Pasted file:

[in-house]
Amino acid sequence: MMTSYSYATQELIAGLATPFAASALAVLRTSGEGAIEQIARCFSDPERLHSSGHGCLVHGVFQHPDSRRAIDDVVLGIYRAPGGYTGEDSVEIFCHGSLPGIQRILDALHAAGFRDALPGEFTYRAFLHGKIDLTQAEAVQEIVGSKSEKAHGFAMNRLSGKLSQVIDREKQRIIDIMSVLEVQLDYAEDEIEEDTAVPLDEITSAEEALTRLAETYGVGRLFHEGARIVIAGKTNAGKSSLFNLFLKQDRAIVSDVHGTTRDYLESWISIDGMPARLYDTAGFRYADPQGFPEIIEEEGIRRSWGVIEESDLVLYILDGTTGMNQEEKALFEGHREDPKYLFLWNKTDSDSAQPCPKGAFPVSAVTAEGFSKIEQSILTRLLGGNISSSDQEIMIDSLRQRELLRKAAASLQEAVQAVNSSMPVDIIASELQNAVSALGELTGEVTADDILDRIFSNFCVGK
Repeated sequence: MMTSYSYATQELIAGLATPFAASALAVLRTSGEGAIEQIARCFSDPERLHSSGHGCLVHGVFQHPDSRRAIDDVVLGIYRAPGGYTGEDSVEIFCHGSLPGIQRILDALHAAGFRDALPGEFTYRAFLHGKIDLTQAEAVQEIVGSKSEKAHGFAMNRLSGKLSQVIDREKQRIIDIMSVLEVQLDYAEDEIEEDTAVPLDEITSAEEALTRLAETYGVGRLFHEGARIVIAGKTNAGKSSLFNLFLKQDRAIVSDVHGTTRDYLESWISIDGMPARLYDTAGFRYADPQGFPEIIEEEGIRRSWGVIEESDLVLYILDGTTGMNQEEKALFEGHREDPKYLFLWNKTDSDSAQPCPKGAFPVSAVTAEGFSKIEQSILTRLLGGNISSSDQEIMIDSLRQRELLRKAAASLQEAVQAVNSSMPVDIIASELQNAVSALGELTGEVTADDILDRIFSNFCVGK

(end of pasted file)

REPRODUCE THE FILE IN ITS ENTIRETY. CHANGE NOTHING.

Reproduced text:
[in-house]
Amino acid sequence: MMTSYSYATQELIAGLATPFAASALAVLRTSGEGAIEQIARCFSDPERLHSSGHGCLVHGVFQHPDSRRAIDDVVLGIYRAPGGYTGEDSVEIFCHGSLPGIQRILDALHAAGFRDALPGEFTYRAFLHGKIDLTQAEAVQEIVGSKSEKAHGFAMNRLSGKLSQVIDREKQRIIDIMSVLEVQLDYAEDEIEEDTAVPLDEITSAEEALTRLAETYGVGRLFHEGARIVIAGKTNAGKSSLFNLFLKQDRAIVSDVHGTTRDYLESWISIDGMPARLYDTAGFRYADPQGFPEIIEEEGIRRSWGVIEESDLVLYILDGTTGMNQEEKALFEGHREDPKYLFLWNKTDSDSAQPCPKGAFPVSAVTAEGFSKIEQSILTRLLGGNISSSDQEIMIDSLRQRELLRKAAASLQEAVQAVNSSMPVDIIASELQNAVSALGELTGEVTADDILDRIFSNFCVGK
Repeated sequence: MMTSYSYATQELIAGLATPFAASALAVLRTSGEGAIEQIARCFSDPERLHSSGHGCLVHGVFQHPDSRRAIDDVVLGIYRAPGGYTGEDSVEIFCHGSLPGIQRILDALHAAGFRDALPGEFTYRAFLHGKIDLTQAEAVQEIVGSKSEKAHGFAMNRLSGKLSQVIDREKQRIIDIMSVLEVQLDYAEDEIEEDTAVPLDEITSAEEALTRLAETYGVGRLFHEGARIVIAGKTNAGKSSLFNLFLKQDRAIVSDVHGTTRDYLESWISIDGMPARLYDTAGFRYADPQGFPEIIEEEGIRRSWGVIEESDLVLYILDGTTGMNQEEKALFEGHREDPKYLFLWNKTDSDSAQPCPKGAFPVSAVTAEGFSKIEQSILTRLLGGNISSSDQEIMIDSLRQRELLRKAAASLQEAVQAVNSSMPVDIIASELQNAVSALGELTGEVTADDILDRIFSNFCVGK